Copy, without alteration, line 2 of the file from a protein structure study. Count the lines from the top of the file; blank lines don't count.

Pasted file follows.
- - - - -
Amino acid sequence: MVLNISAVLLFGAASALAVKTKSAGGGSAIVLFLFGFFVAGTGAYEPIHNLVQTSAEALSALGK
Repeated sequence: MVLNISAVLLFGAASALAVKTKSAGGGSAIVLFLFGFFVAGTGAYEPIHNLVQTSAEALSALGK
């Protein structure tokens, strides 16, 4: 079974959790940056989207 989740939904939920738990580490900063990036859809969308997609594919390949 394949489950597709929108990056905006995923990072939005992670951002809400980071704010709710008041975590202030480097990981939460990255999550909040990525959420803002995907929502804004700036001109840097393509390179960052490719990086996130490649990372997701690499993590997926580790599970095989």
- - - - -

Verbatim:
Repeated sequence: MVLNISAVLLFGAASALAVKTKSAGGGSAIVLFLFGFFVAGTGAYEPIHNLVQTSAEALSALGK